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Portfolio analysis of big US banks’ performance: the fee business lines factor

Author

Listed:
  • Christian Calmès

    (Université du Québec (Outaouais)
    Université du Québec (Montréal))

  • Raymond Théoret

    (Université du Québec (Outaouais)
    Université du Québec (Montréal)
    Université du Québec (Montréal))

Abstract

Fee business lines are often considered more volatile than loan business and characterized by an unfavourable risk–return trade-off. However, using FDIC samples from 2001 to 2016, we find that non-interest income still contributes positively to the performance of US banks—without impairing their solvability. On the one hand, our portfolio analysis suggests that the Big 4 seem to benefit from non-interest income, although their rescue of investment banks might not yet be profitable. We also find that trading, loan sales and securitization add flexibility in bank risk management. On the other hand, our results also suggest that the post-crisis regulation appears detrimental to bank performance.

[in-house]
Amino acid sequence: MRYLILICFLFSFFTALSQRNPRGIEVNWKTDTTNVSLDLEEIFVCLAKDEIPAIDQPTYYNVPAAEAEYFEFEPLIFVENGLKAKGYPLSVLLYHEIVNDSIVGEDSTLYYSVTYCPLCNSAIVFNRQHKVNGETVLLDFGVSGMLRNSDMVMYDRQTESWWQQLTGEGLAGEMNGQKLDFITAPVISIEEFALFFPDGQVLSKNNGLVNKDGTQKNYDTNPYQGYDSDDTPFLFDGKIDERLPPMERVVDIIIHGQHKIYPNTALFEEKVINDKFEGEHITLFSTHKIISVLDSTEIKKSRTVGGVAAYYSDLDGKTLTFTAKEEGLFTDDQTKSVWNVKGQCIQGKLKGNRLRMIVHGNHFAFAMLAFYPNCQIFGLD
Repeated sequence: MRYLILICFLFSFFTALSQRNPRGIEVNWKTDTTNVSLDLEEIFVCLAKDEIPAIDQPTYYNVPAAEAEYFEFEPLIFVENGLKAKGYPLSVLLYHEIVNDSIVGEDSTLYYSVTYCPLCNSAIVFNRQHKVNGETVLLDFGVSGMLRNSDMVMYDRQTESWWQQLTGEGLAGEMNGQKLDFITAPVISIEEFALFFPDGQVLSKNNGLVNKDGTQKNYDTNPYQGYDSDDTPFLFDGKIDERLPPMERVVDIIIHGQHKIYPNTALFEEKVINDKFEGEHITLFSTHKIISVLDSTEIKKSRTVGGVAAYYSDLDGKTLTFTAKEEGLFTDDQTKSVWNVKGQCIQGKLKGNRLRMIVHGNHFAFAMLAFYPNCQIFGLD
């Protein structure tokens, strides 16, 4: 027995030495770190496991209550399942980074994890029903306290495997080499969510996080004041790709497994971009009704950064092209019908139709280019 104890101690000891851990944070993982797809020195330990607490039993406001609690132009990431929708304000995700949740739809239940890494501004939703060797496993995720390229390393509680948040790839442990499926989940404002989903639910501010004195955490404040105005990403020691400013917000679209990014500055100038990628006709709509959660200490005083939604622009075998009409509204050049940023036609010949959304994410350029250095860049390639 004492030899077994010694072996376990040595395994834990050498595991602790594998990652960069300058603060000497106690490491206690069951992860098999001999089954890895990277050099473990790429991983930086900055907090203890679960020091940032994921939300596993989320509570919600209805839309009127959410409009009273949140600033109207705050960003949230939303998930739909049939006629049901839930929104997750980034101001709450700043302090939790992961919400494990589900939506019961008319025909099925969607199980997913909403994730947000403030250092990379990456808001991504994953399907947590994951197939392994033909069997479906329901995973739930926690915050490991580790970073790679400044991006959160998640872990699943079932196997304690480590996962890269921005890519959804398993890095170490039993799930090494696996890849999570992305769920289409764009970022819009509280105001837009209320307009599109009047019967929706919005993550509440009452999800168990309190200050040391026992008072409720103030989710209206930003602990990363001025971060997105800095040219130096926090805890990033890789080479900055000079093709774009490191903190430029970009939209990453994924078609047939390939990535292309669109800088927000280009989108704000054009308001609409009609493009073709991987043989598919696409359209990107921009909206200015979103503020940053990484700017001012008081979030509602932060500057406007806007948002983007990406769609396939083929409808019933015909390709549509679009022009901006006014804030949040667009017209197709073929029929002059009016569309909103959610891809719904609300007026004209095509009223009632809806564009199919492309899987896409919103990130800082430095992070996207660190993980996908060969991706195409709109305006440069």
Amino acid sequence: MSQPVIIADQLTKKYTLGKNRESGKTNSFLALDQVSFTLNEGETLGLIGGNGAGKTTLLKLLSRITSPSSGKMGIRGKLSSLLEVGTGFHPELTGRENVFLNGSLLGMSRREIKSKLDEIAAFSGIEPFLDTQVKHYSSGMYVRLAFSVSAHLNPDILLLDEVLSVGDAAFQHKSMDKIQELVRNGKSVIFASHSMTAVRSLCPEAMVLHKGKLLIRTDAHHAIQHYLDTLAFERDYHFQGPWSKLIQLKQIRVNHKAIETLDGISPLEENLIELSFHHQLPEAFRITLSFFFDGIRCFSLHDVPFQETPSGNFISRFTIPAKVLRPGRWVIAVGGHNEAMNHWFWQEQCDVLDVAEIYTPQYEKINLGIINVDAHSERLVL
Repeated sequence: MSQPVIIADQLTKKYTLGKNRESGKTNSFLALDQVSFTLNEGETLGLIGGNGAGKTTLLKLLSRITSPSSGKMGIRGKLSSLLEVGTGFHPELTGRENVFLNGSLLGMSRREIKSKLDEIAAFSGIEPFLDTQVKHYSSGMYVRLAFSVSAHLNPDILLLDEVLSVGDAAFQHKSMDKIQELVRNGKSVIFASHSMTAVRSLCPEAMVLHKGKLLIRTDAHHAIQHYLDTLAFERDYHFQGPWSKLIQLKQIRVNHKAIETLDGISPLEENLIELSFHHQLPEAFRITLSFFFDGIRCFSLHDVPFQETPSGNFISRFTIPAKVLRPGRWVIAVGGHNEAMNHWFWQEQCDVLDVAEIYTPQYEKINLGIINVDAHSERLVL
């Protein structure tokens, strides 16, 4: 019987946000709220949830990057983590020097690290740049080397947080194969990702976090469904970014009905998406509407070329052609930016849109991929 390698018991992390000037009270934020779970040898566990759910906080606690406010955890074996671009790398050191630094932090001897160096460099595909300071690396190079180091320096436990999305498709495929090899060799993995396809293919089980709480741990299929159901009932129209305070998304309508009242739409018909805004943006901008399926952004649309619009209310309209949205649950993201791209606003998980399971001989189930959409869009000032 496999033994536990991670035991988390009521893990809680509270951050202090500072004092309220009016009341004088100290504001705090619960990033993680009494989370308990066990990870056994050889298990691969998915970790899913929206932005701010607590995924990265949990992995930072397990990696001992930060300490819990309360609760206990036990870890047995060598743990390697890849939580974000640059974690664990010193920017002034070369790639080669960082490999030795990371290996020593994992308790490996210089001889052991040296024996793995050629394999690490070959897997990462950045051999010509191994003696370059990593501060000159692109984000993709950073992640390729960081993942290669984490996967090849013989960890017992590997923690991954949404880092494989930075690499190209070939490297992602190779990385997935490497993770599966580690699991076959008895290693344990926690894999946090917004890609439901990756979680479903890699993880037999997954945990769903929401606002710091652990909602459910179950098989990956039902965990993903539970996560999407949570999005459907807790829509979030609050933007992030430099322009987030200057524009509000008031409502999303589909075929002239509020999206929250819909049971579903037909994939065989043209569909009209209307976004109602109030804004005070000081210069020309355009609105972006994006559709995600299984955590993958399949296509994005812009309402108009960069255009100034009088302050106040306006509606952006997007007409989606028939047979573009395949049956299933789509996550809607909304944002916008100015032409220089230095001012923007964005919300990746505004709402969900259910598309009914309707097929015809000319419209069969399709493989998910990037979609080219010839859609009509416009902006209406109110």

Suggested Citation

  • Christian Calmès & Raymond Théoret, 2021. "Portfolio analysis of big US banks’ performance: the fee business lines factor," Journal of Banking Regulation, Palgrave Macmillan, vol. 22(2), pages 112-132, June.
  • Handle: RePEc:pal:jbkreg:v:22:y:2021:i:2:d:10.1057_s41261-020-00131-3
    DOI: 10.1057/s41261-020-00131-3
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    More about this item

    Keywords

    Banks; Diversification; Traditional income; Non-traditional fees; Non-interest income; Regulation;
    All these keywords.

    JEL classification:

    • C32 - Mathematical and Quantitative Methods - - Multiple or Simultaneous Equation Models; Multiple Variables - - - Time-Series Models; Dynamic Quantile Regressions; Dynamic Treatment Effect Models; Diffusion Processes; State Space Models
    • G20 - Financial Economics - - Financial Institutions and Services - - - General
    • G21 - Financial Economics - - Financial Institutions and Services - - - Banks; Other Depository Institutions; Micro Finance Institutions; Mortgages

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